ATLANTA -- Raymond Lambert, a good ole boy from Rome, Ga., had, like so many other Democrats, come to the biggest-ever Jefferson-Jackson Day dinner in the hope of sorting things out for "Super Tuesday."

The parade of candidates did nothing for him. None of them was a patch on his idol, Sam Nunn, Georgia's senior senator.

"Do you think if we went to him and said, 'Senator, you gotta get in this thing,' he would do it?" he wistfully asked the other occupants of Table BR-N10, which was presided over by Juanelle Edwards, the zestful Democratic National Committeewoman from Marietta.

"The idea of Super Tuesday," he mourned, "was to solidify southern sentiment behind a southern candidate."

Now, of course, to the likes of him, Super Tuesday is super-ashes. Instead of Nunn, they are faced with: a small Greek governor from New England; a red-headed Missouri congressman who tells the aggrieved to feel sorry for themselves; a bow-tied, organ-voiced New Dealer from Illinois; a philosopher-philanderer who has decided to stay on the scene to act as a conscience on the issues; a charismatic black minister who is a mocking reminder of the balance in southern voting power, and a handsome son of the South who is alternately an abrasive aggressor and a boy orator.

To make matters worse for the Democrats, who filled two vast ballrooms of the World Congress Center, Sen. Paul Simon made the best speech. It was not quite a swan song from an "unabashed, make-no-apology Democrat," who admitted that he's broke and probably doomed, and urged them to "look for commitment."

"Ain't nobody gonna do better than that tonight," said Lambert flatly when the full silence which Simon was accorded was broken by applause.

Said Edwards, "Simon's written more books than Reagan has read. My heart is with him, but I do believe {Massachusetts Gov. Michael S.} Dukakis will win Georgia."

Lambert snorted at the very idea. "Did you see his profile?" he asked. "Georgia's not ready for that. I'm not sayin' they will never be for an ethnic, but not yet."

Lambert was elected commissioner of his county in 1964. A 27-year-old tablemate, Scott Farrow, a lawyer and Reagan voter in '84, had another problem with Dukakis -- "He's not too ethnic, but he's tied to the liberal end of the party."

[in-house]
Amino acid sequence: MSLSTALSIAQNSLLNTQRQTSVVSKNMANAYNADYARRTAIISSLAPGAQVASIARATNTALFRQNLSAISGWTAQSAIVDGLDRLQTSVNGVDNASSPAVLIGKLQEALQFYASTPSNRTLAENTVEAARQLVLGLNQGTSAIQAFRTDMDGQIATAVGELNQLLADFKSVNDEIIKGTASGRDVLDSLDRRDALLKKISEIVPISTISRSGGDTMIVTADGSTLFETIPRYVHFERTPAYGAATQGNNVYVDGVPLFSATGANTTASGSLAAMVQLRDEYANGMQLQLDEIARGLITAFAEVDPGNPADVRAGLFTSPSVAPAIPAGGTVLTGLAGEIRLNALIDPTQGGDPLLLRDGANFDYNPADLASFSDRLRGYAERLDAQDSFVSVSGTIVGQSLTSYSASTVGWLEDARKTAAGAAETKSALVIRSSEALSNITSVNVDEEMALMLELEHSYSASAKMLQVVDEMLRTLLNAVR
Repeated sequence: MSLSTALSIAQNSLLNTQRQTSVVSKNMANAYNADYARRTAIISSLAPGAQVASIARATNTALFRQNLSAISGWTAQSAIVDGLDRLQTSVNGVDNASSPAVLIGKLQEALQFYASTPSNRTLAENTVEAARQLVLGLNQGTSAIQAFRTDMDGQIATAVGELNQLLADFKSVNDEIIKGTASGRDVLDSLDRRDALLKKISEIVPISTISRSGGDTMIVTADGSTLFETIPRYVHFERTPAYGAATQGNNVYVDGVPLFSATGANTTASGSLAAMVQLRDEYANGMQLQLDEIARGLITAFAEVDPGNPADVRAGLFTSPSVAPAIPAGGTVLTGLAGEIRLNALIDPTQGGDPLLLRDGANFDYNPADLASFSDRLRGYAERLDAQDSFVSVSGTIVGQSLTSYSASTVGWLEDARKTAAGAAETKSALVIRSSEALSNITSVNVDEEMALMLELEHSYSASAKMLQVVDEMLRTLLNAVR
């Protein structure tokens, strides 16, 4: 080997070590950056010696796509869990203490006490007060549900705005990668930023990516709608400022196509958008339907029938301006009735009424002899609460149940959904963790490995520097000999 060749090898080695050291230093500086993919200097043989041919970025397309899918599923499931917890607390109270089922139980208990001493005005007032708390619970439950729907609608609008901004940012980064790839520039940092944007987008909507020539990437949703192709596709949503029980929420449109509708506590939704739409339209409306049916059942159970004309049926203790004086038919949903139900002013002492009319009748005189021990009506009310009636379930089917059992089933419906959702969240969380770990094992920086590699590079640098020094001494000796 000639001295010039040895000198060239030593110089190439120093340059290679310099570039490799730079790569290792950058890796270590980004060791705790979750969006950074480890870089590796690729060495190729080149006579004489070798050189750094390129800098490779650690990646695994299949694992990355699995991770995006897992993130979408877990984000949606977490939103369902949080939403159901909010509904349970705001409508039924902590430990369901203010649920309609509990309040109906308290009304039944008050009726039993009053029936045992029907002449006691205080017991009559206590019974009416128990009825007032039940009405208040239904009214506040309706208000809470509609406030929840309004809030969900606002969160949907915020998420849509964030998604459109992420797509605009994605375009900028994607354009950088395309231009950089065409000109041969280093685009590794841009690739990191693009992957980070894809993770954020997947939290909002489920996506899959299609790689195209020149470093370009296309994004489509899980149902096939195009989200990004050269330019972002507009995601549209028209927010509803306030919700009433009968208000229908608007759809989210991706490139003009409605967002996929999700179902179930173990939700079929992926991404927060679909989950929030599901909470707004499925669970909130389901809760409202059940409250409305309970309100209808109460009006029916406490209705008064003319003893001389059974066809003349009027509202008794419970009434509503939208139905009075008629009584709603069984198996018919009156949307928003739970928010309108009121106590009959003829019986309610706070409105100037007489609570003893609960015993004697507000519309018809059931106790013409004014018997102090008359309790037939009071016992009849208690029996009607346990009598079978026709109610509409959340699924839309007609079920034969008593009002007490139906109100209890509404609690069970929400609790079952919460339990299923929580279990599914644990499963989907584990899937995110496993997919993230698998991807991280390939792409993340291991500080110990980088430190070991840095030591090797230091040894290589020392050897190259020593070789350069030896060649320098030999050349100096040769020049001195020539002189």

Lambert found Dukakis' speech "all over the place." Dukakis, who has a strong presence here in the person of his stepson John, his southern coordinator, a large Greek constituency and much-admired "The Duke in Dixie" T-shirts, was saying that the South is no longer a place apart. Booming Atlanta is proof enough that the South is done with separateness and hostility to the federal government.

He needed only to quote the prophetic words inscribed on the statue of Henry Grady, a giant of the old South, that stands in a downtown square: "Give us the perfect loyalty that loves and trusts Georgia alike with Massachusetts, that knows no South, no North, no East nor West."

Rep. Richard Gephardt fared well at Table BR-N10. The hard-driving opportunist added a domestic enemy to the villains abroad who shut us out of their markets: "Strong forces that resist change for a whole lot of reasons."

Lambert and Farrow both liked him. Lambert found him "attractive geographically -- It's better to be from Missouri than Massachusetts."

Young Albert Gore rang no bells. Gore's belligerence at previous debates had raised southern hackles about incivility and he contented himself with declaiming about "rekindling the American spirit."

Jesse Jackson was the dessert speaker; Hart didn't show. He was saving himself for a briefing, which was not to announce -- as anticipated by those who had bets on it -- that he was going, but that he was staying.

At the Saturday debate, Dukakis took the offensive and efficiently ticked off his critics to their faces.

Most of the pros thought he did well -- Mayor Andrew Young said the process was "revealing" and that Dukakis was showing himself to be the "marathoner."

But you never know with southern sensibilities. A 22-year-old researcher complained that the governor had "nitpicked Gore."

What the weekend with the candidates did mostly was to give them a preview of its convention facilities. Young pointed out that it has four halls, and no end of rooms for smoke-filling should the convention be brokered.

"You see," said Lambert, in his one unclouded moment, "Atlanta is an international city."